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Mexico migrant massacre and smuggling ring

A former Guatemala mayor and his family have been accused of smuggling more than a dozen migrants later massacred in Mexico, in a case that exposes the sophistication and lucrative business of human smugglers on the border between the two countries.


Alex Papadovassilakis /Insight Crime


Ramiro Coronado Perez, the former mayor of Comitancillo, a town in western Guatemala, is accused of leading the migrant smuggling ring alongside his brother, David Coronado Perez, a 2019 mayoral candidate in the same town. The Attorney General’s Office has charged both individuals with migrant smuggling and obstruction of justice, according to a statement by the Attorney General’s Office. Prosecutors have accused them of coordinating the trip that ended in the deaths of 15 Guatemalan migrants last year. Authorities discovered the victims on January 22 in two burnt-out vehicles along the US-Mexico border. They had been shot and killed before their remains were burned and left behind. A dozen officers of an elite Mexico police unit have been accused of participating in the massacre.

Prosecutors said in the statement that David Coronado Perez recruited migrants, working with his son, who allegedly guided them on the journey north. His son was also killed in the massacre.

In a series of raids in Comitancillo in late January, Guatemalan authorities arrested 10 suspected members of the group on charges of migrant trafficking, money laundering, obstruction of justice and other crimes. The detainees included David Coronado Perez and one of his daughters, alongside two sons of former mayor Ramiro Coronado, who evaded capture and has since been declared a fugitive, according to lead prosecutor Stuardo Campo.

The former mayor, who was in office from 2012 to 2016, is also accused of intimidating relatives of the murdered migrants to dissuade them from collaborating with authorities in Guatemala and Mexico. Various members of the Coronado family continued to smuggle smaller groups of migrants in the months following the massacre, according to the Attorney General’s Office.

As part of the investigation, prosecutors also submitted a request to lift the immunity of a judge who allegedly abused her authority by allowing two of the network’s members to be released after they were arrested in July 2021 with 128,000 quetzals ($16,700) in cash. Authorities also arrested three notaries linked to the group on suspicion of falsifying documents that helped the detainees justify the seized funds.

Just days after the raids, Guatemala’s congress approved a proposal to increase sentences for convicted migrant smugglers from 10 to 30 years in prison, as part of an ongoing crackdown on human smuggling.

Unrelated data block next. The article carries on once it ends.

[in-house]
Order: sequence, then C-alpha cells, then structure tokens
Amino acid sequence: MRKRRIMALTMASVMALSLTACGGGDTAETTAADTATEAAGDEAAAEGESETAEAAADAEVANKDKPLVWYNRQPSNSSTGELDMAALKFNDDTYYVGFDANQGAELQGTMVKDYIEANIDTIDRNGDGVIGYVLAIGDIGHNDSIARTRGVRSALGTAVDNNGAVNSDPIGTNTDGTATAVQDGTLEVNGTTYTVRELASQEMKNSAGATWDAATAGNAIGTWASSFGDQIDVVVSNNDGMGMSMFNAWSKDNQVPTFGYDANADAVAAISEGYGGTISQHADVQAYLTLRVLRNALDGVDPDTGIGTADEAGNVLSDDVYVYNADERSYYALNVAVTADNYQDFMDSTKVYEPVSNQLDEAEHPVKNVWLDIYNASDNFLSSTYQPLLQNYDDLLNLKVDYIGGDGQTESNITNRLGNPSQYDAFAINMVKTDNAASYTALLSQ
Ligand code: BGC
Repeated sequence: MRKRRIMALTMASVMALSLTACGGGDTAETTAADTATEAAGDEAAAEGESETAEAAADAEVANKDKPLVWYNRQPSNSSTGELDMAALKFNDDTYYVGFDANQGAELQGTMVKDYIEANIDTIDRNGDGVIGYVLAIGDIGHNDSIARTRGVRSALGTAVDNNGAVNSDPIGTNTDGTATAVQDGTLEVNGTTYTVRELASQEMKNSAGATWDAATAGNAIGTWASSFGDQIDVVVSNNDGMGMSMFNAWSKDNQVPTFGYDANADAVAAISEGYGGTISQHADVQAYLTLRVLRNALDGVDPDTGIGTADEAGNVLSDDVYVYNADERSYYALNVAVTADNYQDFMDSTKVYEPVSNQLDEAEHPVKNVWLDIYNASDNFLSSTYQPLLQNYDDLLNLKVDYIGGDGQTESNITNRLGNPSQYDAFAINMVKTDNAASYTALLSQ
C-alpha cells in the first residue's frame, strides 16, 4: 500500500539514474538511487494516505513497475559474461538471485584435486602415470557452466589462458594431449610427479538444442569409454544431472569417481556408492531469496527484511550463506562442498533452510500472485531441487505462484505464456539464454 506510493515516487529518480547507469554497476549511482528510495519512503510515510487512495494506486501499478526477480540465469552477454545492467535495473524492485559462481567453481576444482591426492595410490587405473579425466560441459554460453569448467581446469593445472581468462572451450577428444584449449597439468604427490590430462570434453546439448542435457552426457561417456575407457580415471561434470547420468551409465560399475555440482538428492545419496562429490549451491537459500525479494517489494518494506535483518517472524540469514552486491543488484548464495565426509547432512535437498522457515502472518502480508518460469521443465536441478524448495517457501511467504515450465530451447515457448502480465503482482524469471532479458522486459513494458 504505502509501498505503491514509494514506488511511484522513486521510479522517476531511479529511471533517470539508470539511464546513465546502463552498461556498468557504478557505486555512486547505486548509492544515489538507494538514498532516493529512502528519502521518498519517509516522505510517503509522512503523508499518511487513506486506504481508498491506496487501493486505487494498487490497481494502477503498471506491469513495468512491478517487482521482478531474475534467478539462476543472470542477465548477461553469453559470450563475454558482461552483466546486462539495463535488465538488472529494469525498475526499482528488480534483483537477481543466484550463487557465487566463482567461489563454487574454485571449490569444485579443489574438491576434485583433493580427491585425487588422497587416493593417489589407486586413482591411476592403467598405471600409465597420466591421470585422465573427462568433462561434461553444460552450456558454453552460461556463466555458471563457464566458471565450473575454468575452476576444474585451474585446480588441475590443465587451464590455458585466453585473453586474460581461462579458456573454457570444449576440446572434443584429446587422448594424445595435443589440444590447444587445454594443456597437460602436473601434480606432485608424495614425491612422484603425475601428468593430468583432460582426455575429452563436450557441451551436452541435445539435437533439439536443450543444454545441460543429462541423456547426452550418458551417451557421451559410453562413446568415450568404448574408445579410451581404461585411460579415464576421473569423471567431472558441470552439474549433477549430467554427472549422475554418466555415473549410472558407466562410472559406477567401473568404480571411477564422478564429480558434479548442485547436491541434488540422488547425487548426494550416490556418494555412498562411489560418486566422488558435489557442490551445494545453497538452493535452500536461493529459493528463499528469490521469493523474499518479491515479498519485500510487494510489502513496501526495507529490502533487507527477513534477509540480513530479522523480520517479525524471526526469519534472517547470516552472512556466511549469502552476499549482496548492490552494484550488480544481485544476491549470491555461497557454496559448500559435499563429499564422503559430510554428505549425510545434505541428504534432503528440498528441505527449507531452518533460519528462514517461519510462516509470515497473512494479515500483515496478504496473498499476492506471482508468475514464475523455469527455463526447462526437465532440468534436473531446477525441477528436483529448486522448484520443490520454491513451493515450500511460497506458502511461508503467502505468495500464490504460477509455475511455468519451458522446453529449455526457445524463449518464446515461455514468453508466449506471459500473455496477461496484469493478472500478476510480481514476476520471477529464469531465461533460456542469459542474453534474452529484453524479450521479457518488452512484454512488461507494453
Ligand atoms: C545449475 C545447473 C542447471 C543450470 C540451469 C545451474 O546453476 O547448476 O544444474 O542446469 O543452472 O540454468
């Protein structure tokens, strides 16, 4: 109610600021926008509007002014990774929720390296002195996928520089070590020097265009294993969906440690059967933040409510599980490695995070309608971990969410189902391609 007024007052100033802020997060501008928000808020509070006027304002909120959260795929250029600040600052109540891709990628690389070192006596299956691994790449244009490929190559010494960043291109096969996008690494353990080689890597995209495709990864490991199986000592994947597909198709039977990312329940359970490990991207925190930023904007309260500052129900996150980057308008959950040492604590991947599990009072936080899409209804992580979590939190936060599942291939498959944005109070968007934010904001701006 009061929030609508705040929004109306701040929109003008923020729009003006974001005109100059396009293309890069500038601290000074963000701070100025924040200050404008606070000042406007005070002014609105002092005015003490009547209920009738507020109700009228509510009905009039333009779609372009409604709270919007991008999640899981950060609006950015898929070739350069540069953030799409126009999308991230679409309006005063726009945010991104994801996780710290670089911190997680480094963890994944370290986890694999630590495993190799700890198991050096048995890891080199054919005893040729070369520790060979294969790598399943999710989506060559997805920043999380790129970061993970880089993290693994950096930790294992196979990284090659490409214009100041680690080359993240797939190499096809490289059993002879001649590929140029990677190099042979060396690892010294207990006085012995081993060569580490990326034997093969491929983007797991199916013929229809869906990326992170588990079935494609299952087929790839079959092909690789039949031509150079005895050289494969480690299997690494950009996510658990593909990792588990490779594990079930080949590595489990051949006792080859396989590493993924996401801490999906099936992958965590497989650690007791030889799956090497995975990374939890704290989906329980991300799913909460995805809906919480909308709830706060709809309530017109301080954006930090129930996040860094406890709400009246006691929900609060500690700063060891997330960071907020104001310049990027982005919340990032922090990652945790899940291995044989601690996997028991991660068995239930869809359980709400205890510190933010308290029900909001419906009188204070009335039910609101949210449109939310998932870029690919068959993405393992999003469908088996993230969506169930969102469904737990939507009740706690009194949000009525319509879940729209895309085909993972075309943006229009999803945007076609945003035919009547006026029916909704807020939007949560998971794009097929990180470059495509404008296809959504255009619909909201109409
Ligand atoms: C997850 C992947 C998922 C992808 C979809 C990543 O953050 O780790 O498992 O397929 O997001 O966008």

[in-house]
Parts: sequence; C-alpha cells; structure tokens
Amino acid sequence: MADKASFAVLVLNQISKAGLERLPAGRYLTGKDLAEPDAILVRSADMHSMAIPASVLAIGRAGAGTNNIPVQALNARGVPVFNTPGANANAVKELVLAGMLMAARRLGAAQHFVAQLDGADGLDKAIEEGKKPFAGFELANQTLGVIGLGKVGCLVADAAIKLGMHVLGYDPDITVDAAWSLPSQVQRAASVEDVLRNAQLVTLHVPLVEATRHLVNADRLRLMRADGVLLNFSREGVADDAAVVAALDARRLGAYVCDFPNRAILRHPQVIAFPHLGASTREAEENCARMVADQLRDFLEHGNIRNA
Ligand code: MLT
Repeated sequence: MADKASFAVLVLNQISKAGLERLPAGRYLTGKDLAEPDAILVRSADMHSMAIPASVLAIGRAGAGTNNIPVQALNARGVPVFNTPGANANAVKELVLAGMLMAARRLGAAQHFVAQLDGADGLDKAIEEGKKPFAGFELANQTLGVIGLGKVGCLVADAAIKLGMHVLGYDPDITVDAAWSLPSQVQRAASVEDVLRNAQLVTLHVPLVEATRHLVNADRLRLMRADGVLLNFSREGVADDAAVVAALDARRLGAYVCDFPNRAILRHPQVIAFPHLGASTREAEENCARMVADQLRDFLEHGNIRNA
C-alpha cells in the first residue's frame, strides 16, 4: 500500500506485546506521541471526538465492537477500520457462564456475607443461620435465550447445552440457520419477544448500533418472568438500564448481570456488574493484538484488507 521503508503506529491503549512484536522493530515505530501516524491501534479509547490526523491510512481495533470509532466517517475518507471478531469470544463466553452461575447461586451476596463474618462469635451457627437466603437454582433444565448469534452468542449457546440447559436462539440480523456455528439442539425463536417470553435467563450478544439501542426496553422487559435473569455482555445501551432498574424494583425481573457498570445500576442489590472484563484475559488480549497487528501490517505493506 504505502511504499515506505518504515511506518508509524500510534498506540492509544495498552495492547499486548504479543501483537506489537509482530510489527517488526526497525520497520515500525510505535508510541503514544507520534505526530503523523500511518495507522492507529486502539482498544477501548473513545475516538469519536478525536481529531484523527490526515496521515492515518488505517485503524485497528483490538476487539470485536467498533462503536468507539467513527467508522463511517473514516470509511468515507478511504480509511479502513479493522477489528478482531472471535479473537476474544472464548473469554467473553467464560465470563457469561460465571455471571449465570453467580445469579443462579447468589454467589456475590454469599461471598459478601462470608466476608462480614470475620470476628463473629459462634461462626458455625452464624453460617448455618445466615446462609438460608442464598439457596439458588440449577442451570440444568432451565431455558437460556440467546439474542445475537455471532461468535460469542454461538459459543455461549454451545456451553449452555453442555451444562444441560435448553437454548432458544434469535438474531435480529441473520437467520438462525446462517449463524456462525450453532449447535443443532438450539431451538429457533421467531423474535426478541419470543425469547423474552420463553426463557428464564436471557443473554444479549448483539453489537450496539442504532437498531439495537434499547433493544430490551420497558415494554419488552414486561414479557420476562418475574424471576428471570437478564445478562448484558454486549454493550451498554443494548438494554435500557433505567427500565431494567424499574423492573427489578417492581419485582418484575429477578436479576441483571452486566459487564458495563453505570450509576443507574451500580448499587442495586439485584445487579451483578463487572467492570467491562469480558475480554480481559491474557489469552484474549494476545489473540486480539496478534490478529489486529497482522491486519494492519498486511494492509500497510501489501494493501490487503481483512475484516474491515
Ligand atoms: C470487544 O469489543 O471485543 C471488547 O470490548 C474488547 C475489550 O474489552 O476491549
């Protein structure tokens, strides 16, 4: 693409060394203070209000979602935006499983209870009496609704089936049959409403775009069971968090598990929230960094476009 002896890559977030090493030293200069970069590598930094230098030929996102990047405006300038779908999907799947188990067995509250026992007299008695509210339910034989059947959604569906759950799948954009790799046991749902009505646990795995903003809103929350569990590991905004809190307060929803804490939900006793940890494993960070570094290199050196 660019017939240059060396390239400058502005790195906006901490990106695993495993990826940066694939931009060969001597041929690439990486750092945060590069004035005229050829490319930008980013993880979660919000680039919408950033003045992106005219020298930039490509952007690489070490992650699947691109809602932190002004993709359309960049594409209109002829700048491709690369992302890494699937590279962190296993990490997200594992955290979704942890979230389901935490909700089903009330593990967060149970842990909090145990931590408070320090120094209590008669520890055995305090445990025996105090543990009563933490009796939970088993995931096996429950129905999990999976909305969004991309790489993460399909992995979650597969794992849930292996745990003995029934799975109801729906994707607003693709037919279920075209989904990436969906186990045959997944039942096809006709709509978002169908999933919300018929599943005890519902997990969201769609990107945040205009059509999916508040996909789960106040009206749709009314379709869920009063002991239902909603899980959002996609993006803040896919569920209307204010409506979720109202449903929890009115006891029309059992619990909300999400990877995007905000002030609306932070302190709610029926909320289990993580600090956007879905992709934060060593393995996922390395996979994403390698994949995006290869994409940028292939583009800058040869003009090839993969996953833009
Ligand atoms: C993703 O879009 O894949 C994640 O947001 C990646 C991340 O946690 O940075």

Guatemala’s western border with Mexico is a major hotspot for migrant smuggling, having long served as the main exit point for Central American migrants heading to the US.

InSight Crime Analysis

The investigation into the Coronado network highlights the extensive operational capacity of politically-connected families dedicated to migrant smuggling on the Guatemala-Mexico border.

Far from a loose band of “coyotes,” the network was composed of at least 15 members with clearly defined roles, including migrant recruiters, guides, lawyers, and money launderers, according to Attorney General’s Office.

“We are talking about a major network with links to Mexico and the US,” lead prosecutor Campo told InSight Crime.

Part of the group’s power stemmed from its political influence in Comitancillo, a remote town in a region where family clans with strong political ties have long used their powers to facilitate crimes like drug trafficking.

The Coronados “not only maintained control of the [Comitancillo] municipality, but they’ve also clearly been smuggling migrants for years,” said Campo.

The prosecutor added that isolated municipalities on the western border with Mexico are particularly vulnerable to smuggling operations with family and political ties.

“We’ve mostly seen family networks,” he said. “They look to co-opt political power and the judiciary to guarantee their own impunity.”

The Attorney General’s Office investigation also points to the network’s economic clout. According to Campo, prosecutors have identified around three million quetzals ($390,000) in suspicious funds during preliminary investigations alone, based on cash seizures and irregular bank transfers.

The network charged migrants between 95,000 and 120,000 quetzals ($12,400 to $15,600) for a trip to the US, according to the Attorney General’s Office press statement.

“Human smuggling itself has become a very lucrative business,” Campo said.

Article published by Insight Crime / Creative Commons License

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